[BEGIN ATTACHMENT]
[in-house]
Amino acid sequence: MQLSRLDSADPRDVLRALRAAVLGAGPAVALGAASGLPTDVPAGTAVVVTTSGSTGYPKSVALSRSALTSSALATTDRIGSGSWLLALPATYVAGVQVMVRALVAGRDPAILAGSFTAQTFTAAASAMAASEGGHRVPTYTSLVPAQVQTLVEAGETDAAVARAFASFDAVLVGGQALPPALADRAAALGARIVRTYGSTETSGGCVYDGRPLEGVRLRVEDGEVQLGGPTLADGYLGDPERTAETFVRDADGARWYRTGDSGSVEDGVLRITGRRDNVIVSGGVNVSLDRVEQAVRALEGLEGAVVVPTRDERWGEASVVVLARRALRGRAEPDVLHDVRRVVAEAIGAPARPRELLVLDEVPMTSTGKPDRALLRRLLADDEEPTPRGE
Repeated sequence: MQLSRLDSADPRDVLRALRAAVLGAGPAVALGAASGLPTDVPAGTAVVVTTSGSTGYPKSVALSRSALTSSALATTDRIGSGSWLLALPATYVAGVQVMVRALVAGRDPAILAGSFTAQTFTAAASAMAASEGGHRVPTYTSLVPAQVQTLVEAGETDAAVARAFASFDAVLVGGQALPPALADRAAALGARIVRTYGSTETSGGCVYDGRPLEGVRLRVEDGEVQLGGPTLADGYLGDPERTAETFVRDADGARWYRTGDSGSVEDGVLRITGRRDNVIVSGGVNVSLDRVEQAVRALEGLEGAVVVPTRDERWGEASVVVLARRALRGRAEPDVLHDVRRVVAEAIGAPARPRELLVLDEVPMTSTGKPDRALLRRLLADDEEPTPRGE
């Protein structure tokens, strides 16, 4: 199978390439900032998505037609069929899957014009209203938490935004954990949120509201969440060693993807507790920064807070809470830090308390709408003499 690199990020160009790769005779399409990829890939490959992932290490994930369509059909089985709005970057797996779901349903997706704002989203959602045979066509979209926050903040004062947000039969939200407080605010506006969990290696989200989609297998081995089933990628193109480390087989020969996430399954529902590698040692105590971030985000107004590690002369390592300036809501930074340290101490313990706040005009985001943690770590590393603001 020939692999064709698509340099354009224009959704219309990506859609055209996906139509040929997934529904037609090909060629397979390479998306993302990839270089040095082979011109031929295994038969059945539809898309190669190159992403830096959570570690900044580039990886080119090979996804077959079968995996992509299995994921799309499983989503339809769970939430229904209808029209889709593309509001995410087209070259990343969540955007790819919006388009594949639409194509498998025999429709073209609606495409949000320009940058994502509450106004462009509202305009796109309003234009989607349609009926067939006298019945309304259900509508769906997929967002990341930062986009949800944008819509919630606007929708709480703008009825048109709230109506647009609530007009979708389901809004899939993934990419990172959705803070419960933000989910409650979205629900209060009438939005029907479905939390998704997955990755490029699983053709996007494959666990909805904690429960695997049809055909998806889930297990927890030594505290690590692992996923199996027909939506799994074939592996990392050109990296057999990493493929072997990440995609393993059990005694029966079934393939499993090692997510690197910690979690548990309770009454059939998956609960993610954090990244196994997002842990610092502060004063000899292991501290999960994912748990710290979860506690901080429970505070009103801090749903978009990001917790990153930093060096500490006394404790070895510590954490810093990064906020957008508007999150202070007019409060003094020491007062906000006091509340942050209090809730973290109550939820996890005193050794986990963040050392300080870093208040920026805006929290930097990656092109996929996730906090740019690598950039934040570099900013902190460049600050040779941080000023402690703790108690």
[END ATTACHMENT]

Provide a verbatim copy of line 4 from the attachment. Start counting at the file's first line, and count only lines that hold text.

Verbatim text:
């Protein structure tokens, strides 16, 4: 199978390439900032998505037609069929899957014009209203938490935004954990949120509201969440060693993807507790920064807070809470830090308390709408003499 690199990020160009790769005779399409990829890939490959992932290490994930369509059909089985709005970057797996779901349903997706704002989203959602045979066509979209926050903040004062947000039969939200407080605010506006969990290696989200989609297998081995089933990628193109480390087989020969996430399954529902590698040692105590971030985000107004590690002369390592300036809501930074340290101490313990706040005009985001943690770590590393603001 020939692999064709698509340099354009224009959704219309990506859609055209996906139509040929997934529904037609090909060629397979390479998306993302990839270089040095082979011109031929295994038969059945539809898309190669190159992403830096959570570690900044580039990886080119090979996804077959079968995996992509299995994921799309499983989503339809769970939430229904209808029209889709593309509001995410087209070259990343969540955007790819919006388009594949639409194509498998025999429709073209609606495409949000320009940058994502509450106004462009509202305009796109309003234009989607349609009926067939006298019945309304259900509508769906997929967002990341930062986009949800944008819509919630606007929708709480703008009825048109709230109506647009609530007009979708389901809004899939993934990419990172959705803070419960933000989910409650979205629900209060009438939005029907479905939390998704997955990755490029699983053709996007494959666990909805904690429960695997049809055909998806889930297990927890030594505290690590692992996923199996027909939506799994074939592996990392050109990296057999990493493929072997990440995609393993059990005694029966079934393939499993090692997510690197910690979690548990309770009454059939998956609960993610954090990244196994997002842990610092502060004063000899292991501290999960994912748990710290979860506690901080429970505070009103801090749903978009990001917790990153930093060096500490006394404790070895510590954490810093990064906020957008508007999150202070007019409060003094020491007062906000006091509340942050209090809730973290109550939820996890005193050794986990963040050392300080870093208040920026805006929290930097990656092109996929996730906090740019690598950039934040570099900013902190460049600050040779941080000023402690703790108690």